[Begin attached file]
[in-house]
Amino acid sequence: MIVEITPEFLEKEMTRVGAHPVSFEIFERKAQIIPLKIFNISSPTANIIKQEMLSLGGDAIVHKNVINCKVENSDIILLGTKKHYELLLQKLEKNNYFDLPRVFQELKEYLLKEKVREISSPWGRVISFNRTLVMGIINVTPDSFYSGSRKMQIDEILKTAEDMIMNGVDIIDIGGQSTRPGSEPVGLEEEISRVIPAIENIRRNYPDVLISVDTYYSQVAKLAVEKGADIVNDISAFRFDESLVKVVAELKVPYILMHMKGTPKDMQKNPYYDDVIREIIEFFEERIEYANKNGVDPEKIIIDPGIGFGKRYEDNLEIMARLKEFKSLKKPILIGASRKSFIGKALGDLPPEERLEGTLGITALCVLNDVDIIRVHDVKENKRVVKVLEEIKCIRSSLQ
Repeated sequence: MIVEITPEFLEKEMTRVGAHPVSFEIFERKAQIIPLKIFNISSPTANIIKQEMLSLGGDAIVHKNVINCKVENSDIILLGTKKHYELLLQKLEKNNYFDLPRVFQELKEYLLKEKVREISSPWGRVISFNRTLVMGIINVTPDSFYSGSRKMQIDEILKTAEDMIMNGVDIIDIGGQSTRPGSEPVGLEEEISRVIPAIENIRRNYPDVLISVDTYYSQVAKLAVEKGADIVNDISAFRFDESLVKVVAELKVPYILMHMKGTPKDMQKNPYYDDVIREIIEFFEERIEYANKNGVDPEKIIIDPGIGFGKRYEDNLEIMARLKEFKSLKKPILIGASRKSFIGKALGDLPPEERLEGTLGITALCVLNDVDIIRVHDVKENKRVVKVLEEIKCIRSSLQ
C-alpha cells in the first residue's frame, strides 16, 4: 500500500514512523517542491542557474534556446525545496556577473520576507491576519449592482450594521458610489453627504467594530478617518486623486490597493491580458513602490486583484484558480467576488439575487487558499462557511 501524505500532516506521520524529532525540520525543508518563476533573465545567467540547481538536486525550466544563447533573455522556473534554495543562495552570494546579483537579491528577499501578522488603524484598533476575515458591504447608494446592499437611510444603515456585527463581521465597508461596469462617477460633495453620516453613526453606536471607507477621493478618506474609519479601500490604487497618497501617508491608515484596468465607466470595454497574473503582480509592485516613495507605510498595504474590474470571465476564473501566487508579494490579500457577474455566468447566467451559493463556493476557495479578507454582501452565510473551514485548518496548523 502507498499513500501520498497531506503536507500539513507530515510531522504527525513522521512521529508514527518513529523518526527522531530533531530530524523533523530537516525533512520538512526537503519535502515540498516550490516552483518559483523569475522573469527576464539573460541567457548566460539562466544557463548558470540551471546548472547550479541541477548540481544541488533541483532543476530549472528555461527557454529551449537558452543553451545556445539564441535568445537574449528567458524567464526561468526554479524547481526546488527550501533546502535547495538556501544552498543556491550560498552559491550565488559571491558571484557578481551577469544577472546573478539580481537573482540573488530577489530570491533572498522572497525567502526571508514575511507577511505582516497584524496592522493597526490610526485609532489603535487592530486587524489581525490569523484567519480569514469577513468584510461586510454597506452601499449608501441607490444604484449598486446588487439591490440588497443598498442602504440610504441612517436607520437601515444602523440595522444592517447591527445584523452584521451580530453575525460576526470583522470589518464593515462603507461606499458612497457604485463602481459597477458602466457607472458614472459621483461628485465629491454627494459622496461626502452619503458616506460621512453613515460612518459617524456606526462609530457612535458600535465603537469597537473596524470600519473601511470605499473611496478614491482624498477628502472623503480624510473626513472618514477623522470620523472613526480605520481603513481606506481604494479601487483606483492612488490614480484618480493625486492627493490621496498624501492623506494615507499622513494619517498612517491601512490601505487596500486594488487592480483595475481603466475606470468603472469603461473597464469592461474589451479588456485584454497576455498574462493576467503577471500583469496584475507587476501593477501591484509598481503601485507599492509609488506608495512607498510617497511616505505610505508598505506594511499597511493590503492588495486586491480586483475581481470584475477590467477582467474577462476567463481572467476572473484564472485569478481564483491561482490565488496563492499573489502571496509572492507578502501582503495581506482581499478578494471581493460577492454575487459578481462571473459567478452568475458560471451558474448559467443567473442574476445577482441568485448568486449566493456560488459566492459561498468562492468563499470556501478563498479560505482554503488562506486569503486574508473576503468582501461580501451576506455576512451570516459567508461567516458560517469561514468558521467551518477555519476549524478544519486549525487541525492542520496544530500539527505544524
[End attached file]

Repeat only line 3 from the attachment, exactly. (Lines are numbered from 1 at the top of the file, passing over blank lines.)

Repeated sequence: MIVEITPEFLEKEMTRVGAHPVSFEIFERKAQIIPLKIFNISSPTANIIKQEMLSLGGDAIVHKNVINCKVENSDIILLGTKKHYELLLQKLEKNNYFDLPRVFQELKEYLLKEKVREISSPWGRVISFNRTLVMGIINVTPDSFYSGSRKMQIDEILKTAEDMIMNGVDIIDIGGQSTRPGSEPVGLEEEISRVIPAIENIRRNYPDVLISVDTYYSQVAKLAVEKGADIVNDISAFRFDESLVKVVAELKVPYILMHMKGTPKDMQKNPYYDDVIREIIEFFEERIEYANKNGVDPEKIIIDPGIGFGKRYEDNLEIMARLKEFKSLKKPILIGASRKSFIGKALGDLPPEERLEGTLGITALCVLNDVDIIRVHDVKENKRVVKVLEEIKCIRSSLQ